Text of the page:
So, the question is how do you know whether you need just implants, implants and a lift, or just a lift. And the biggest issue is where the breast is relative to the fold underneath and, more importantly, where the nipple is relative to the fold.
If your breast is kind of hanging off your chest and you put an implant in back here where your breast is supposed to be, it just pushes out and now your breast hangs off the implant and it looks awful. So you have to lift the breast tissue so that it’s in front of the implant. Now you’ve got augmentation along with good shape.
If you already have a lot of tissue, a lift may be all you need to do, but, the issue with the lift by itself is that, a lot of times, it does not fill the upper pole, or the upper half of the breast as well as putting a smaller implant behind it to give it some extra volume does.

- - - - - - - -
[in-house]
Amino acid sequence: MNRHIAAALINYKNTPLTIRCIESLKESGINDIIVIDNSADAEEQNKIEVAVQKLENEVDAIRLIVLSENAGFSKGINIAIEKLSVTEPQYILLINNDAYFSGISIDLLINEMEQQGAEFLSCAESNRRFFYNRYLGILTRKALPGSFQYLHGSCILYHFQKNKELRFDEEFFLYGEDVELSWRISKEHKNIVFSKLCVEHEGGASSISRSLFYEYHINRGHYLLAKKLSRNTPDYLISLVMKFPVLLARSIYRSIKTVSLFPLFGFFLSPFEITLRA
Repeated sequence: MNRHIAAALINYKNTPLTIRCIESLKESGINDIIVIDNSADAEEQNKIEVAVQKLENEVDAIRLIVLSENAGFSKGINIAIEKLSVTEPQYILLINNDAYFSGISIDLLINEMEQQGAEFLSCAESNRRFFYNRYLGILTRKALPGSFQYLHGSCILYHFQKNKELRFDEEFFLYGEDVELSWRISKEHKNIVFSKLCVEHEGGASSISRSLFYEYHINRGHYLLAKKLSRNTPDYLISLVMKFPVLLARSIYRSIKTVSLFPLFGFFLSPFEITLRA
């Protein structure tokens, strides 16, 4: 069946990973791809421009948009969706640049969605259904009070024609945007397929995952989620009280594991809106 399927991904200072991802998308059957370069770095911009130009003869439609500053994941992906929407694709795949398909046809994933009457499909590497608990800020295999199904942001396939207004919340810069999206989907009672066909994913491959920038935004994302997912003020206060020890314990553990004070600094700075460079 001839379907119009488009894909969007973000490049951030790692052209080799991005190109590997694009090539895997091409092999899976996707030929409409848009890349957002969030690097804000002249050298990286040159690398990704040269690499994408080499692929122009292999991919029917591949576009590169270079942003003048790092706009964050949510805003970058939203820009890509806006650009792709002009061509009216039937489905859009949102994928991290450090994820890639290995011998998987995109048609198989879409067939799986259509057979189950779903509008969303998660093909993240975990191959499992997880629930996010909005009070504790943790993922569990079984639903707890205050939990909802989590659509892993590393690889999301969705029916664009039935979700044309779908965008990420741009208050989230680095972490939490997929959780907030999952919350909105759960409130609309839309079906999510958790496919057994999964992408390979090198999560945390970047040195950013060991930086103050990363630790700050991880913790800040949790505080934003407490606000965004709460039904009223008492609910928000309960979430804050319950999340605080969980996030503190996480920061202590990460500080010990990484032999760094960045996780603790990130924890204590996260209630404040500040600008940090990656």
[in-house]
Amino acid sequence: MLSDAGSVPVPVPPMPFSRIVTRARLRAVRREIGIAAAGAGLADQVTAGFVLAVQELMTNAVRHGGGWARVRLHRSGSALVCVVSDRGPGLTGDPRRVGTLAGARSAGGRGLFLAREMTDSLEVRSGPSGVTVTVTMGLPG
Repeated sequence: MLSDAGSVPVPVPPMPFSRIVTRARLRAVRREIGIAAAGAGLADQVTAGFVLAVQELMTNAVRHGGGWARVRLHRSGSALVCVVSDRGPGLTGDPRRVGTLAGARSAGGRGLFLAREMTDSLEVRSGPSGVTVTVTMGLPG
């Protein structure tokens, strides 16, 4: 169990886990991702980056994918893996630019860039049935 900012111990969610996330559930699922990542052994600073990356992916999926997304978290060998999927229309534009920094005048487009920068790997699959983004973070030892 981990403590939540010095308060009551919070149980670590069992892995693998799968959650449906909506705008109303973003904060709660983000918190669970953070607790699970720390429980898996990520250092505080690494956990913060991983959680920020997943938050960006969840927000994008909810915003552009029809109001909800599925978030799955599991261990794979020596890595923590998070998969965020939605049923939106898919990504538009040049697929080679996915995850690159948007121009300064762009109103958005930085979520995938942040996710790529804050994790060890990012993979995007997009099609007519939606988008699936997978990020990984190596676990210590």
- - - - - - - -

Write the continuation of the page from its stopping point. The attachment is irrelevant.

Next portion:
The anatomy that is involved in this is basically where should the nipple be. And if you look at the fold underneath the breast and you look at where that fold comes out from under, draw a horizontal line over to the mid-axis of your breast, that’s about where your nipple’s supposed to sit. So, if you measure between that, and where your nipple is, if it’s more than about five centimeters then you’re gonna end up with what’s called an “anchor scar” or the “anchor pattern lift” as opposed to the “lollipop” or “short scar lift.” The anchor lift, at least in my practice, I won’t do with implants at the same time. You may find surgeons that do, I think the blood supply is disrupted too much and the anchor lift could take the risk of putting an implant in. If it’s less than five centimeters, than you can do the short scar or the lollipop lift which has a lot less skin disruption, a lot less blood supply issues, and you can put an implant in simultaneously.
So, those are the things that I measure, I look at, in my practice in deciding just implants, implant with a lift, or just a lift.